I have been in Italy for a family wedding and was charmed by the Italian gardens. The terrain there is often steep and requires some terracing and most gardens in this hot climate do not rely on flowers because of the extreme heat. When flowering annuals are used they are mostly planted in pots or in a special cutting gardens. I saw plumbago cascading down balconies along with walls covered in bougainvillea.
The four plants that are the staple of Italian Gardens are: Cypress, Stone pine trees, boxwood and olive trees. The towering Cypress seems to rocket you straight to heaven- at least that’s how they work on me. The Italians love to repeat cypress trees in lines to frame a view and line the roads to their Villas. Stone pine (Pinus pinea), also called Italian stone pine, umbrella pine and parasol pine provide much needed shade for most of the day. It was near 100 degrees most days during my visit and under these pines was the place to sit and wait for a breeze. Olive trees besides providing an important crop, also add a whimsical element to the garden with their grey leaves and weeping habit. Their texture, in contrast to the evergreen of the pine and cypress, brings a light poetry to the scene. Boxwood hedges frame paths and borders and create the bones of these gardens. Rather than looking at flashy colored flowers the Italians appreciate the structure these 4 plants provide in the strong Mediterranean light. I marvel at the simplicity of just how few plants are needed to make a garden!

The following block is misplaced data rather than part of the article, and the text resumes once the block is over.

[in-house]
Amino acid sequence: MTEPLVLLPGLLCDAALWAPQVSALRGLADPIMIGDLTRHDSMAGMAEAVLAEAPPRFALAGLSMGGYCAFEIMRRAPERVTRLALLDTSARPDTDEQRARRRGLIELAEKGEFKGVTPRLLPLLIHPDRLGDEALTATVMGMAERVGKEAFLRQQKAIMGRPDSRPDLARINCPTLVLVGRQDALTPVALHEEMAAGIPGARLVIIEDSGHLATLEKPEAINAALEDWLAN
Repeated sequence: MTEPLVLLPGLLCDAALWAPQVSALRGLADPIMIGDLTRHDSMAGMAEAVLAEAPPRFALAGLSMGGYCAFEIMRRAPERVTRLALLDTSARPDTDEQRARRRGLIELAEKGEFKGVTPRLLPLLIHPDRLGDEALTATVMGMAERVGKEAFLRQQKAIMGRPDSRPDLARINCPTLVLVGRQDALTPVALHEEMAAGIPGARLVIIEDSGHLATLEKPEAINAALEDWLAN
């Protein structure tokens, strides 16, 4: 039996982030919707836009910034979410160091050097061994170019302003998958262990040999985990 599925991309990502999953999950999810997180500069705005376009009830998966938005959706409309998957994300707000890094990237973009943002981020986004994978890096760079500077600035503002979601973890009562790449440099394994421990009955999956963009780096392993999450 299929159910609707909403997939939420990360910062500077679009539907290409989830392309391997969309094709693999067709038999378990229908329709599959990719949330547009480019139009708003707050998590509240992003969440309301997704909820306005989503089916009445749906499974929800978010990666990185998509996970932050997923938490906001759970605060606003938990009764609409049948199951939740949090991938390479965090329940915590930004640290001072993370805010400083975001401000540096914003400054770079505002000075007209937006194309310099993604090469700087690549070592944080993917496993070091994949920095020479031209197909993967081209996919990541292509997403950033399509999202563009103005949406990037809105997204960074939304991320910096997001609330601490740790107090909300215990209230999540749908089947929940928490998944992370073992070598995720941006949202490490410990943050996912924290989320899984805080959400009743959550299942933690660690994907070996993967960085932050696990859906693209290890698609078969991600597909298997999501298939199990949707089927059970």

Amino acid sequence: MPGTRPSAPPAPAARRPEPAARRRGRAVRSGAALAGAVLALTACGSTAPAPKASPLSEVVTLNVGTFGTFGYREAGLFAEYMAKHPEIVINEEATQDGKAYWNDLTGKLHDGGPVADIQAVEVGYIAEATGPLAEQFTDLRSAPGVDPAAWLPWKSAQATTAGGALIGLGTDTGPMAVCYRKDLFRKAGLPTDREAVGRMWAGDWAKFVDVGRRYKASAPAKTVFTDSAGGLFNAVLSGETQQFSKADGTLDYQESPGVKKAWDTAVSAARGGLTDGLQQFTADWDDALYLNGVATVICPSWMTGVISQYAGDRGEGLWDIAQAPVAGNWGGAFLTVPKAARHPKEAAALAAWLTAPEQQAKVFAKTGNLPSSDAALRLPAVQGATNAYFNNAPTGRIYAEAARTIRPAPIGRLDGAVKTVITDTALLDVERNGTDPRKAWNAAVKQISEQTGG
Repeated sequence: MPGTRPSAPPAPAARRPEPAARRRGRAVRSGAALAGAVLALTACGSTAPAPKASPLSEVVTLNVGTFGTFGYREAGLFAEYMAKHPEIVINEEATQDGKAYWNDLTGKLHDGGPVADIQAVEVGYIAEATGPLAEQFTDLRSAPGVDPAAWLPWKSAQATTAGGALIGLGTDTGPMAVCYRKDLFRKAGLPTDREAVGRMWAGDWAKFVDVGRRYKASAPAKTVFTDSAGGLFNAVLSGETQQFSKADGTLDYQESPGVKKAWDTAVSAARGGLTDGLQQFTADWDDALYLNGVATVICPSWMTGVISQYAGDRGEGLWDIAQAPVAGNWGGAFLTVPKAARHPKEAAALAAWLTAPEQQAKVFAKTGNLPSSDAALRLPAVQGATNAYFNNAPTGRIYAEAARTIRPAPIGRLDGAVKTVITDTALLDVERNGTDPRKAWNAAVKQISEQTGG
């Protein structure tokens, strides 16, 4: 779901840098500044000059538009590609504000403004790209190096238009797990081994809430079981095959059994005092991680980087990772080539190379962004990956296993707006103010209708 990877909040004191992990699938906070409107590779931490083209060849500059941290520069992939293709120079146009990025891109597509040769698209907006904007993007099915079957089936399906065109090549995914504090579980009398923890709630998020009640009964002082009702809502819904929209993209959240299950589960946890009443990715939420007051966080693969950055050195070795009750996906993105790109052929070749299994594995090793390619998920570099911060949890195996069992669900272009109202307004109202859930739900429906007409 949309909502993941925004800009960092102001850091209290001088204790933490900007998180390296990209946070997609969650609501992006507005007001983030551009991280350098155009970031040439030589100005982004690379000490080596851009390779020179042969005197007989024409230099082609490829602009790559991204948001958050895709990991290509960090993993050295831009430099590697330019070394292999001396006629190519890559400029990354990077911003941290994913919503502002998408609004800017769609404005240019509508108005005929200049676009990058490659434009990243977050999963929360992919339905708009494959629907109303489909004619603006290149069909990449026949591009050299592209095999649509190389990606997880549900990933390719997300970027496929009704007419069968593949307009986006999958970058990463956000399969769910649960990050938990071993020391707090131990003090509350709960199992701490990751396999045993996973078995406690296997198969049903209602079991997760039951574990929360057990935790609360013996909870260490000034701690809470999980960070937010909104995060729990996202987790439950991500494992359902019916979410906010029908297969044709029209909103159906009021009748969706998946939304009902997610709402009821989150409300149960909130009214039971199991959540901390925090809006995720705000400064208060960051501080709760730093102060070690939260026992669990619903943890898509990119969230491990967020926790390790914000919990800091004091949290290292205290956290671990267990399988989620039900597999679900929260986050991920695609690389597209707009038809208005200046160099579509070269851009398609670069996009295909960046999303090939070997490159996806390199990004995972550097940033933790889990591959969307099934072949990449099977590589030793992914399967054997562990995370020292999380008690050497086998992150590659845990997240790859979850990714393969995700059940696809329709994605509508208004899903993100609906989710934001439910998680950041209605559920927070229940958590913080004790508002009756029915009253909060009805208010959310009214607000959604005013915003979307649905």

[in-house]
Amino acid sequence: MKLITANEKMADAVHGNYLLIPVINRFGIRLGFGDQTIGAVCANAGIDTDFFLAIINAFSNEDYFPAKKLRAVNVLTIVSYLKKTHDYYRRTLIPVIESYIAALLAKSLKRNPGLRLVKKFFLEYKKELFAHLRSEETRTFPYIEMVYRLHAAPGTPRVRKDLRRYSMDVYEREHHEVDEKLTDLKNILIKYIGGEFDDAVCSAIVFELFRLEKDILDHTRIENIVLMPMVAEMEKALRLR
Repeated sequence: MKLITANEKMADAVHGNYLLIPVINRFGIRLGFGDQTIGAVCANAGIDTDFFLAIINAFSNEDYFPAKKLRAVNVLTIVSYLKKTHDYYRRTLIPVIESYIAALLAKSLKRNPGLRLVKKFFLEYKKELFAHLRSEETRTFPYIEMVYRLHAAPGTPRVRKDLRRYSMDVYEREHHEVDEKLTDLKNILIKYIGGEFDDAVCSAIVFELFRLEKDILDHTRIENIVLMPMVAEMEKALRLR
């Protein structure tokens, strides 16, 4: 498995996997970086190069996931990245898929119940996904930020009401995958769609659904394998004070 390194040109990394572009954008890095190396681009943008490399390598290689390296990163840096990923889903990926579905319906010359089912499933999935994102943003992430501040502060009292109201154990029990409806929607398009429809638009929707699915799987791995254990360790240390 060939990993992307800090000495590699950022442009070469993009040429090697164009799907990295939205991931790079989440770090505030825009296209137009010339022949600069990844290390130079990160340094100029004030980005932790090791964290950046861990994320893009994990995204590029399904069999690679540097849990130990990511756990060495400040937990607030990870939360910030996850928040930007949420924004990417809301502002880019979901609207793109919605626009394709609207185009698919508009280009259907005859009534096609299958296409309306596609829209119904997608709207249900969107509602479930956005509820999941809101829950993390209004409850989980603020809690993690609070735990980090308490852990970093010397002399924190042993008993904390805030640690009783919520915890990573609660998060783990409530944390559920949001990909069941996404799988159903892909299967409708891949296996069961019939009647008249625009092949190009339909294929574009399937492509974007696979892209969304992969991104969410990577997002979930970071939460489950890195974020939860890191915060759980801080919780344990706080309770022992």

I did notice other plants including Mimosa trees, Oleander shrubs, and lots of lavender, sage and red geraniums in pots. I think we can learn a lot by looking at the small number of plants that make up one of the most beautiful landscapes on this earth.